Interview by Noah Graff
Today’s Machining World Archives October 2010 Volume 06 Issue 08
Astronaut Mike Good was a mission specialist on the fifth and final space shuttle servicing mission for the Hubble Telescope May 11-24, 2009. He and his crewmates from the STS-125 Atlantis Shuttle refurbished the telescope, which now has four new or rejuvenated scientific instruments, batteries, gyroscopes, outer blankets, and a new computer.
Mike, what did your job entail as a mission specialist servicing the Hubble Telescope?
MG: I had flight engineer duties on the flight deck and did spacewalks. I was basically like a repairman or a construction worker. You’ve got power tools and you’re out in the vacuum of space floating around the outside of the ship.
How were you able to work on the telescope floating in space?
MG: We grabbed the telescope and brought it into the shuttle’s payload bay, which became our garage. Then we’d go out into the “garage” in our spacesuits and crawl inside the telescope, which was about the size of a bus. We would pull out and replace boxes and sometimes actually repair some of the scientific instruments inside, like the cameras that take all those cool pictures and the spectrographs that do scientific measurements. One of the advantages of being in space is that everything is weightless, so you can handle 800 pound cameras with one hand, floating them in and out so you can tighten up the bolts.
Do you think it would be easy to do car maintenance space? You could pick up the car yourself to change the oil.
MG: Yeah, and you could just drop an engine in. But how would you empty the oil? You count on gravity for a lot of things. If you drop something in space, it doesn’t just end up on the garage floor. It might float away on you. Obviously you have to be tethered to everything. When you’re using power tools, if you put your tool on a bolt and squeeze the trigger while untethered, you will fly around in circles.
Tell me about the robotic arms used in space?
MG: A robotic arm is attached to the space shuttle that we can use in the payload bay. It’s operated from inside the shuttle, and we can actually put one of the spacewalkers on the arm. There’s a foot plate on it and you wear boots similar to ski boots so you can snap your feet into it. I was the guy outside on the arm.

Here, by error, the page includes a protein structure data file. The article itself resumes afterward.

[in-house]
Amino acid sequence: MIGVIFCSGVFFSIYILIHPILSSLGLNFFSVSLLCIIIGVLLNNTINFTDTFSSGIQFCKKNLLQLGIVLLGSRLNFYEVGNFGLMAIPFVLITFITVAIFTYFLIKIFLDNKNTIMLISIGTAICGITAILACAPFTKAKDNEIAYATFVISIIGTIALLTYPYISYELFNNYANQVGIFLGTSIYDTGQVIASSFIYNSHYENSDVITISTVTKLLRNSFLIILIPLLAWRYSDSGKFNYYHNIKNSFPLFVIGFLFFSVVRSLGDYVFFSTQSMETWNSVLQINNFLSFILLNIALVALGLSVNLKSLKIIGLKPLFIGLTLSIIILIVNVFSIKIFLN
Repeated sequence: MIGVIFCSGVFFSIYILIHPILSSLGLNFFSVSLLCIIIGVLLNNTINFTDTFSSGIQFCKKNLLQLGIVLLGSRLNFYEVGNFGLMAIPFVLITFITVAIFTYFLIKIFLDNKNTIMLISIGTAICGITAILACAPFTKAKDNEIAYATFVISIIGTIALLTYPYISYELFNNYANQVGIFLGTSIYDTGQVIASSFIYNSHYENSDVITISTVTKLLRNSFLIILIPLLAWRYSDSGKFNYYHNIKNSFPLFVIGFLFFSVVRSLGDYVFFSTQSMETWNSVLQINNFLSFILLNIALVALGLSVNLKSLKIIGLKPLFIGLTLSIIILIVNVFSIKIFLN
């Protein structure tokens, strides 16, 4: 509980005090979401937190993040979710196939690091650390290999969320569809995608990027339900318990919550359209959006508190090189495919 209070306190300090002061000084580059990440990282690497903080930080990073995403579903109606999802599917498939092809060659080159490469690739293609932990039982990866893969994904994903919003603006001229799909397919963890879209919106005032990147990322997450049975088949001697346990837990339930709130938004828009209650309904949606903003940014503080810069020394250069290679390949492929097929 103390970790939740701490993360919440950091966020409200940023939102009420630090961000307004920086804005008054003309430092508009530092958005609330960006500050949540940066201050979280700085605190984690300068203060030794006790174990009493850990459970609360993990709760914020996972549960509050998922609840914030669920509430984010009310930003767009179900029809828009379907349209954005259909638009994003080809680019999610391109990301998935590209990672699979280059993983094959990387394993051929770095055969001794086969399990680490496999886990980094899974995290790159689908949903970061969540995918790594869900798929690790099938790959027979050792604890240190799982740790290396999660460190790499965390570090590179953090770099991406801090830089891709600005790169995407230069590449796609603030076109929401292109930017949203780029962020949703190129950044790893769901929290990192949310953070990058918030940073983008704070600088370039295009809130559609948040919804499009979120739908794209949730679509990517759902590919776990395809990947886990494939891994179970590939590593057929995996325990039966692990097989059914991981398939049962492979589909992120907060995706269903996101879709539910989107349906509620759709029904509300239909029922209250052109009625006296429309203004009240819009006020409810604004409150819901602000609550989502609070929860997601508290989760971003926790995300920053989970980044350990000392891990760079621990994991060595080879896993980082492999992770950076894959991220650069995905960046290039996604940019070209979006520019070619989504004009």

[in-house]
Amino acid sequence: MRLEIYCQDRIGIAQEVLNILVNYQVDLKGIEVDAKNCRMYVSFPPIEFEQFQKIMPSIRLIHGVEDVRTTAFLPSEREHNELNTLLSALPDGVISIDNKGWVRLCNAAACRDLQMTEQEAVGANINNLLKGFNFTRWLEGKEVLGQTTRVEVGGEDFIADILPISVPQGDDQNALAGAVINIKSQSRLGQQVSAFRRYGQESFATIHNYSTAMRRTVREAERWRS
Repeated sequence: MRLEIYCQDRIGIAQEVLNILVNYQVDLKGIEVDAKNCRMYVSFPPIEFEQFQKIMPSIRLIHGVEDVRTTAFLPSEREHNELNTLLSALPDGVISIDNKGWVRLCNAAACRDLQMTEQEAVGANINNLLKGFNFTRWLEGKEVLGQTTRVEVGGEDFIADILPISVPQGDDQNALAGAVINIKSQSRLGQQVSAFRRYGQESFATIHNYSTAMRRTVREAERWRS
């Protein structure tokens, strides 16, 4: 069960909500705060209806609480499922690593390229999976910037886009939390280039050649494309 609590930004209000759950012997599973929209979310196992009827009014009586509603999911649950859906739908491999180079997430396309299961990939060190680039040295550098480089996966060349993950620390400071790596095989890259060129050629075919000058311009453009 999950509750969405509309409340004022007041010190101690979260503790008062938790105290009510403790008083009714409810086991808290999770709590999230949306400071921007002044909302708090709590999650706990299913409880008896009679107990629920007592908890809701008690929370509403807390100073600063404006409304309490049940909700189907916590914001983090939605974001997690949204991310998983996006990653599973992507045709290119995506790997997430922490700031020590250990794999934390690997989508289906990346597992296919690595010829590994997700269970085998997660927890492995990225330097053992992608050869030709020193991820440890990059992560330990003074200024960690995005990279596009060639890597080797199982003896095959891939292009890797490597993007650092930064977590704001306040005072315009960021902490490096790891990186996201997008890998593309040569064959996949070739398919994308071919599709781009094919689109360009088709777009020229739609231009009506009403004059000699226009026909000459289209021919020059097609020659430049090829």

Do the extreme temperatures in space make your work more difficult?
MG: The environment is very harsh. In the vacuum of space, there are extreme temperature differences. Depending on if you’re in the sun or not, it can go plus or minus 200 degrees. You’re going around the earth once every 90 minutes, so there’s a sunrise and a sunset every 90 minutes, meaning you’re in and out of the sun and darkness a lot. Things expand and contract depending on whether they’re hot or cold, and a lot of times parts have tight tolerances you have to deal with.
When you’re in space for a long period of time, what does it do to you physically?
MG: Being up there is great, but coming back is hard. As you get back into gravity, everything’s heavy and it takes a little while to get used to 1G again. If you’re up there for long enough, your bone density and muscle mass deteriorates. Your bones pretty quickly realize that they aren’t needed to support you, so they just start deteriorating
What is one of the coolest things for you about going into space?
MG: The coolest thing for me is being able to go outside on a spacewalk. To put on that suit and go outside with just the visor on your helmet to look through. There’s nothing between you and the earth 300 miles away, and it’s going by at 5 miles a second below you. It’s just a cool feeling to be able to be out there working in space. Once you’ve flown and you’ve had that experience, it’s hard to look at the earth or the universe in the same way.